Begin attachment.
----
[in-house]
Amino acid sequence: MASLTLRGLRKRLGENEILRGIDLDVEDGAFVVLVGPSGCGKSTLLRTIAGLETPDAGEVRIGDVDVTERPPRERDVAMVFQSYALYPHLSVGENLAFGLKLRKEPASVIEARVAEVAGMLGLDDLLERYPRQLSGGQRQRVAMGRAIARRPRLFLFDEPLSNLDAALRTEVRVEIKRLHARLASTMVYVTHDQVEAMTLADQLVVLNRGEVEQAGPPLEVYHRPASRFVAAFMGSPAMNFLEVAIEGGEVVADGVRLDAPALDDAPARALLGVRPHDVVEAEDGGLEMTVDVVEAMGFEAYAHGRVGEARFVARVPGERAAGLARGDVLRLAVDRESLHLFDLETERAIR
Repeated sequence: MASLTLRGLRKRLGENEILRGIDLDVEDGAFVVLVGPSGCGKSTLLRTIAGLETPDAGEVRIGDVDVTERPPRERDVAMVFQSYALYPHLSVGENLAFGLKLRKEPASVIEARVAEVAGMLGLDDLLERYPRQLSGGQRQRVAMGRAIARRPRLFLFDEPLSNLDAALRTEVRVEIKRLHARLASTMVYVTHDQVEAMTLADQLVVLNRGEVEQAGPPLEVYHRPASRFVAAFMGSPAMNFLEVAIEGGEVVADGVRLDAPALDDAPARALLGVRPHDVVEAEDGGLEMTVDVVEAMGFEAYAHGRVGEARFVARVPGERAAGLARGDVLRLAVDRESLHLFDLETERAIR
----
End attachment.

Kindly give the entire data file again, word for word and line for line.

[in-house]
Amino acid sequence: MASLTLRGLRKRLGENEILRGIDLDVEDGAFVVLVGPSGCGKSTLLRTIAGLETPDAGEVRIGDVDVTERPPRERDVAMVFQSYALYPHLSVGENLAFGLKLRKEPASVIEARVAEVAGMLGLDDLLERYPRQLSGGQRQRVAMGRAIARRPRLFLFDEPLSNLDAALRTEVRVEIKRLHARLASTMVYVTHDQVEAMTLADQLVVLNRGEVEQAGPPLEVYHRPASRFVAAFMGSPAMNFLEVAIEGGEVVADGVRLDAPALDDAPARALLGVRPHDVVEAEDGGLEMTVDVVEAMGFEAYAHGRVGEARFVARVPGERAAGLARGDVLRLAVDRESLHLFDLETERAIR
Repeated sequence: MASLTLRGLRKRLGENEILRGIDLDVEDGAFVVLVGPSGCGKSTLLRTIAGLETPDAGEVRIGDVDVTERPPRERDVAMVFQSYALYPHLSVGENLAFGLKLRKEPASVIEARVAEVAGMLGLDDLLERYPRQLSGGQRQRVAMGRAIARRPRLFLFDEPLSNLDAALRTEVRVEIKRLHARLASTMVYVTHDQVEAMTLADQLVVLNRGEVEQAGPPLEVYHRPASRFVAAFMGSPAMNFLEVAIEGGEVVADGVRLDAPALDDAPARALLGVRPHDVVEAEDGGLEMTVDVVEAMGFEAYAHGRVGEARFVARVPGERAAGLARGDVLRLAVDRESLHLFDLETERAIR